Warning that BEFORE YOU KNOW it is almost totally a feminist movie. When the film opens, two women are seen making small talk as they cross streets before one of them, the protagonist, Rachel Gurner (Hannah Pearl Utt) stops outside her place of residence, an apartment above a theatre. The two women share an intimate kiss. Rachel returns home where the audience sees she lives with her sister Jackie (Jen Tullock) and niece, Dodge (Oona Yaffe). Jackie is complete opposite from rachel, who is the more stable one. The only male in the picture is the father Mel (Mandy Patinkin) who is comically passed on so that the women’s world is complete. As if there are not enough females in the story, the sisters learn that their supposed deceased mother is alive. They seek to find her. BEFORE YOU KNOW IT strangely enough has got no director credits just writing credits for both actresses Tullock and Pearl Utt.
Even the dialogue emphasizes ‘women’. Example is the only line of dialogue uttered by the mother: “I have a very low tolerance for controlling men. I will run screaming the other way.” The daughter’s response. “I feel exactly the very same way.” There are only controlling women in this movie.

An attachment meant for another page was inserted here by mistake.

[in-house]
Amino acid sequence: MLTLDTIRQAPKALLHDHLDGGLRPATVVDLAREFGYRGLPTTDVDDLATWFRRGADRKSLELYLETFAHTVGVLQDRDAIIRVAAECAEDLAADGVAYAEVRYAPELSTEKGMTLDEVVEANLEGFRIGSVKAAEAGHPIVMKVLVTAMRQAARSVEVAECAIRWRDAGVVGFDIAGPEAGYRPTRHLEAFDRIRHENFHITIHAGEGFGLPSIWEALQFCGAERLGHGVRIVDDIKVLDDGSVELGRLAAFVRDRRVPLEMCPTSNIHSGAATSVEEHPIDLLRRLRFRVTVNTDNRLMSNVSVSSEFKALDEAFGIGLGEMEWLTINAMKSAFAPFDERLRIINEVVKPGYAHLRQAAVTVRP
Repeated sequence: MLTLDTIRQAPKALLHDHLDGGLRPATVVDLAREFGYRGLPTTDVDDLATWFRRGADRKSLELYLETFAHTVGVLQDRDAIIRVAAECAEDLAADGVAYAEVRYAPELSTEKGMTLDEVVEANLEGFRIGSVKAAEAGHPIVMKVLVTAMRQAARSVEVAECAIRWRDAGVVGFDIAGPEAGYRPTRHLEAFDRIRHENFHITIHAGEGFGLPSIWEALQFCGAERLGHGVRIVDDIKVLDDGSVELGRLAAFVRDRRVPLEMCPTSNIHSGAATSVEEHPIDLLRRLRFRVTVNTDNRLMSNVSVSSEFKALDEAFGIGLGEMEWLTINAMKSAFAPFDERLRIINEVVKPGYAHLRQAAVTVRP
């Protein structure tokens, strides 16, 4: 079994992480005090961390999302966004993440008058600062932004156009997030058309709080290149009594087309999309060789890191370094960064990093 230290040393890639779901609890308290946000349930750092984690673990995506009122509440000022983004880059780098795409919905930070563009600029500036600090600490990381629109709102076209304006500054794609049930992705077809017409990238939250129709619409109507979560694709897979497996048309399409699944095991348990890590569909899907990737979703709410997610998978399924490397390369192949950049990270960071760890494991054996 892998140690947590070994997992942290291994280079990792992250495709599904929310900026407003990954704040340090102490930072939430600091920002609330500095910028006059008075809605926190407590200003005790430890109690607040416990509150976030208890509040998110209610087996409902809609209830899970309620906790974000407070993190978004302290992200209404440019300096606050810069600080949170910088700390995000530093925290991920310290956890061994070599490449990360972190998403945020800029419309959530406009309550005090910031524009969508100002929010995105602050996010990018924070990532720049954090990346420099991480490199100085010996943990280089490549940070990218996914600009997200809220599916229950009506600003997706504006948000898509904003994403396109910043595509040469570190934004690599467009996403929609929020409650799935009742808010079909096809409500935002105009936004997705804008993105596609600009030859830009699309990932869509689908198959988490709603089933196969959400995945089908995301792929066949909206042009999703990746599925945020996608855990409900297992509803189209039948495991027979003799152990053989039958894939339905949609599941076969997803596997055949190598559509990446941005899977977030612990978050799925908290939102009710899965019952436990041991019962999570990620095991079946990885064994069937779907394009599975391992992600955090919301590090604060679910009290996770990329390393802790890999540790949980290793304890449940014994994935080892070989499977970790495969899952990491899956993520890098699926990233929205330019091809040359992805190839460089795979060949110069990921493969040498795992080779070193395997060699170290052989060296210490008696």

The dialogue is very New York City’s as evident from the ladies’ small talk at the film’s start. The target audience for the film is thus quite narrow. Audiences not in theatre or live in the city would find it difficult to relate and connect with the characters.
The film picks up a little when the sisters finally find and meet their long-lost mother who is a thriving soap-opera star. She is quite the personality. But no one can beat Jackie who is hilariously running around with big bunting boobies.
Director Utt elicits family dysfunction with ease. The trouble is that she does not know what to do with it. Mother and Jackie are both equally weird while Rachel is the more rational one. Utt’s film is extremely talky so expect to be listening to dialogue from start to finish, more than what normal people articulate to each other.
It is difficult to sympathize with the three women when they all behave as if the each suffer from PTSD. It one thing in one instant and another the next.
As they say in moviemaking, make films about subjects one is familiar with. Director Utt looks extremely comfortable as her film sails merrily towards its ending. Trouble is that nothing much really happens not to mention the co-out happy ending that has nothing much to do with the street hand except to bookend the activities. If only one could say the film ends BEFORE YOU CAN KNOW IT.
BEFORE YOU KNOW IT caters to a select target audience. So as they say, one man’s or woman’s meat os another woman’s poison. Myself, I am tolerant with these kind of films, though I find the exercise boring and un-affecting. So the rating of 3 stars would apply for the film’s target audience – mostly the old term yuppie female.
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